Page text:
But when I get under the covers, slightly tired as I am, the only thing that I could possibly accomplish is sleep.  4:30 pm and I am gone into a land of slumber.  So deeply am I asleep that I barely hear the loud knock on the door three hours later.   Tonight I will sleep well.  Besides, there is no better lullaby than the sound of crashing waves. And I did.  I wake Sunday morning, September 16, at 9:00 am completely refreshed and ready to go out and explore.  The day is miraculously mild and sunny.  What a treat it is to set off on foot toward the beach, camera in hand.  People are already out.  I forgot it’s Sunday.  No wonder the little park in front of the apartment has been so packed.

I walk down the steps onto to the beach and after opening the gate to the beach I am already snapping away.   

    This is a surfer’s paradise.

 Love how they made a little salt water kiddie pool next to the beach.  Don’t know if it is so in the rest of Sydney but the people here seem to be quite body conscious.  Women and men are thin and athletic.  On the beach there’s a lot of sunbathing and surfing going on. I walk along the beach and realize there is an “official” coastal walk/road filled with locals running, walking, chilling.  Populated as well by tourists.  I can hear so many languages spoken but –curiously so- no Spanish.  All sorts and types of people pass by but somehow hardly any look like me.  I am starting to feel like an actual minority.  Funny how in a land that speaks my language I am feeling a bit out-of-place.  Yet, as soon as I write this I realize I am so at ease in this beach town. I think it could turn out that I have been a beach bum at heart all along!

 

 

The views are really gorgeous. 

 

 

 

 

 

 

 

The water is the most beautiful blue.   All shades of it.

The walk offers a lot of other type of views too…  some are quirky like these ants painted on a house container wall.     Some are imposing as these rocks along the way.   Some infuse you with total tranquility as this lonely bench and kite… Some sculptures as well, framed by the crashing waves. Ahhhh… what visual overload this walk has been.     I follow it up to Tamarama Beach and go a little further before turning around.       I stop on the way back and have a salad.  The place is not a fancy one; my grilled chicken salad is $18 AUD, nonetheless.  The exchange rate is $1 AUD =$1.01 USD, however I have done an exchange in a Foreign Exchange place and got only $81 AUD for my $100 USD.  Later I would learn that going into a bank they give you a better rate and charge only a nominal fee for it.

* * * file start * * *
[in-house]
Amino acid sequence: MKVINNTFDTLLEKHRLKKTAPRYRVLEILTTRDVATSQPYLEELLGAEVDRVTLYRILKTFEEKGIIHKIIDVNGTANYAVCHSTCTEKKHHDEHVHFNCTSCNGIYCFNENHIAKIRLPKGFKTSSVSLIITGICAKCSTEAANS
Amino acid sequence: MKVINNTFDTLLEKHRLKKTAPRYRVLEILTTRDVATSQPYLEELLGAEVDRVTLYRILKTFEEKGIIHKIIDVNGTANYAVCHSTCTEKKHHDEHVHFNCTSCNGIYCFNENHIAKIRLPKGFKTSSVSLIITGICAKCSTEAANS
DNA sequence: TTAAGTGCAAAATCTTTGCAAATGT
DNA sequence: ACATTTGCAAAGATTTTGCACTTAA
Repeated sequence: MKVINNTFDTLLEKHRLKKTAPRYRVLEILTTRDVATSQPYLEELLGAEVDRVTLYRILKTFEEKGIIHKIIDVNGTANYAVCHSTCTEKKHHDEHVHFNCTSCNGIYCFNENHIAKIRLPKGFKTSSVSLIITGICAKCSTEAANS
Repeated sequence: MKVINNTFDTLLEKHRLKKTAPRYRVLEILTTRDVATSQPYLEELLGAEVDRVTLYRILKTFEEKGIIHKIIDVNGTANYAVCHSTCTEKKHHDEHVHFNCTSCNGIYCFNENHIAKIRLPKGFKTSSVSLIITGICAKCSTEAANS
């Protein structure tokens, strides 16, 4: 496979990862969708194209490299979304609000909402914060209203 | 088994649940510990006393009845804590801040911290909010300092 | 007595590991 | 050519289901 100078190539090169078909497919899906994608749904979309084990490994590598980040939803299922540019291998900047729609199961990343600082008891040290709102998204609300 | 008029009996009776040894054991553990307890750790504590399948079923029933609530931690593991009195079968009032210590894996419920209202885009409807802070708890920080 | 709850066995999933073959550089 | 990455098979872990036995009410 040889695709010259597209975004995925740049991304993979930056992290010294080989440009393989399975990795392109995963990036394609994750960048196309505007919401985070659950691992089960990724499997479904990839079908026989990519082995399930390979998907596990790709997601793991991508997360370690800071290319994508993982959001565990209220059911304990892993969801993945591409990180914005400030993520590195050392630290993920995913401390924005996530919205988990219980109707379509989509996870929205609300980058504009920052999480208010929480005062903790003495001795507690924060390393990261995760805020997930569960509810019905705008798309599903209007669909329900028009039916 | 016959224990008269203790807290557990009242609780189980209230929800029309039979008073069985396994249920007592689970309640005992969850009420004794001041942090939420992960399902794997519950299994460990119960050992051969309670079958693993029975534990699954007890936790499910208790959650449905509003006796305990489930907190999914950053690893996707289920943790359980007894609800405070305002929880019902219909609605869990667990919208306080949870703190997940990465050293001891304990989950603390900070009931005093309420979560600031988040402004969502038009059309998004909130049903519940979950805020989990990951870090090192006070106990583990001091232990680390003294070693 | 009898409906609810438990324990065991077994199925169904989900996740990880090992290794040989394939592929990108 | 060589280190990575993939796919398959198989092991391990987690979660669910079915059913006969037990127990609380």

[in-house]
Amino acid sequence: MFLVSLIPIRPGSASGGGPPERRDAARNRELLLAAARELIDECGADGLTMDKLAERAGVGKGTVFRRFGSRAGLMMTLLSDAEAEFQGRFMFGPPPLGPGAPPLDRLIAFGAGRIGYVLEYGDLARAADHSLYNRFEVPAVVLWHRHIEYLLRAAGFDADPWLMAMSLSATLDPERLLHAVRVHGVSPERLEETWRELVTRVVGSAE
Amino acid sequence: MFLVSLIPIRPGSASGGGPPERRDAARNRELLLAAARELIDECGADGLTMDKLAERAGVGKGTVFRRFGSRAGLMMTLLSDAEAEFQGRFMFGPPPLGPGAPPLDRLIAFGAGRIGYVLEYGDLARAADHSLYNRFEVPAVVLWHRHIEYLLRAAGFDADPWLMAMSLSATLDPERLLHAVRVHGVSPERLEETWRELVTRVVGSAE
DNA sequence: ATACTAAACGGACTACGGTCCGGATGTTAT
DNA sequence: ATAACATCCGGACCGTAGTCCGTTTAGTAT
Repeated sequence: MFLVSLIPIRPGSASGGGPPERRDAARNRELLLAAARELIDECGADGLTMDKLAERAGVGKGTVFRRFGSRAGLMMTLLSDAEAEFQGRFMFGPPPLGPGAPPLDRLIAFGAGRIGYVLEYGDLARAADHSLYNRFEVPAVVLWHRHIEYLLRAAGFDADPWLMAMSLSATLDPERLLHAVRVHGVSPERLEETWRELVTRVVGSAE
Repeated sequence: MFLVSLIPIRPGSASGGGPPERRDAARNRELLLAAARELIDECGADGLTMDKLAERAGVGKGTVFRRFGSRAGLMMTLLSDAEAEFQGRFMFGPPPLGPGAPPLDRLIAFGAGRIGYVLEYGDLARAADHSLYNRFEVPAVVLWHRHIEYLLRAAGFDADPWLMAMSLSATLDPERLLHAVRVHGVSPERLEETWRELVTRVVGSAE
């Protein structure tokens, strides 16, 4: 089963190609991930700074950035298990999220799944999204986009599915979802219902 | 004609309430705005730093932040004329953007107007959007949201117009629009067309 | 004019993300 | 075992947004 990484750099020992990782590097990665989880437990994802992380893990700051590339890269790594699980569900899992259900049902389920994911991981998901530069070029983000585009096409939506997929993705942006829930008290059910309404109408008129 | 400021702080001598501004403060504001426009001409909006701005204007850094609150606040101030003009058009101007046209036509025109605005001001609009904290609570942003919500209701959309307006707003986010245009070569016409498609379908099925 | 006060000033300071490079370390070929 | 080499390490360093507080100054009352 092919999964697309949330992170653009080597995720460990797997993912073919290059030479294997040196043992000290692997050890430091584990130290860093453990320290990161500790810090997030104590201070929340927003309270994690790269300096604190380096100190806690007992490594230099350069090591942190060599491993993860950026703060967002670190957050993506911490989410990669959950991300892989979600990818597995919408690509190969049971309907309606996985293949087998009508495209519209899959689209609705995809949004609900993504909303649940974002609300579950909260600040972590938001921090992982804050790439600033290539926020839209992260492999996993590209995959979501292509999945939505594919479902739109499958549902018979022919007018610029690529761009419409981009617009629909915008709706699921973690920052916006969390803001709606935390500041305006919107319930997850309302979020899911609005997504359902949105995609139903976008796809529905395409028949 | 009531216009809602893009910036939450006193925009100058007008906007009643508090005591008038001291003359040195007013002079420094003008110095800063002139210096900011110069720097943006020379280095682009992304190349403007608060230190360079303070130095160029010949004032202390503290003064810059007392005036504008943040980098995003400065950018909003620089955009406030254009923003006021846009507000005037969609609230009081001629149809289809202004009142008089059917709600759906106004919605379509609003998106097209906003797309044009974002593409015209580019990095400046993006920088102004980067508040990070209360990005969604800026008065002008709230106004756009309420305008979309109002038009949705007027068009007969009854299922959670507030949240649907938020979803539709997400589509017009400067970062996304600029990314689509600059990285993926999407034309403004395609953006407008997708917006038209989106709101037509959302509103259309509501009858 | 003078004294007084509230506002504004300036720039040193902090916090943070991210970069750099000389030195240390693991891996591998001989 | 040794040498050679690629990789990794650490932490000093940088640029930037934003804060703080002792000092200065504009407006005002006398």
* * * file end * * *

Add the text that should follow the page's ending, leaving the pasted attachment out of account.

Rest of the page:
As I leave, before I cross the street, I hear it:  Spanish, albeit from Spain. I head out to the supermarket, which is a relatively small one, and buy enough for snacks for the week (fruit and yogurt) and dinner tonight.

I pass a Chocolatería San Churro. That caught my attention. It is manned by Asians and on the wall they state that while eating a churro “you indulge in an experience in one of the oldest chocolate cultures in Europe.”  I’ve been in Los Angeles so long that I have associated churros solely with Mexico, forgetting the late nights or early mornings (depending on how you see it) -while in Madrid, Spain- of dipping a churro in a chocolate so thick you could make it stand in it.  I resist and do not stop and have one, even when the sign above the door says bienvenida, making it a welcoming sign catering exclusively to the female gender.

I get home and one of the neighbors is outside and, after I smile and say hello he immediately starts talking to me.  Australians will not go out of their way to start a conversation but are innately friendly if you do.  He started talking about the area and how a small one-bedroom with a kitchenette, like the one I’m staying at would go for $700,000 and his, a two-bedroom for about a million plus.  So real estate prices are almost as high as in New York!  He, his girlfriend, and baby boy are English and moving to the Canary Islands in a few weeks to be closer to the grandparents.  He said that in the Canary Islands they could buy a house while here everything is pretty much out of their price range.  Fortunately they have an Internet business which they can run from anywhere in the world.

I cook a bit with the door wide open listening to the sounds of people packing up and leaving.  It is getting breezy and cold but the day has been truly perfect.

As I cut up some vegetables and find my bearings I marvel at the fact that I have been two days without an Internet connection.  I could have and should have stopped at the café close to home and sat there a while but was on the lazy side and didn’t.  I have one of those connection sticks I installed this morning but it didn’t work.  I miss Facebook and being able to use Skype, however, I am doing things that I probably would not be doing if I were online.  By tomorrow I’ll have it and am hoping that I won’t be whittling time in front of a computer when there is the whole of Sydney to discover.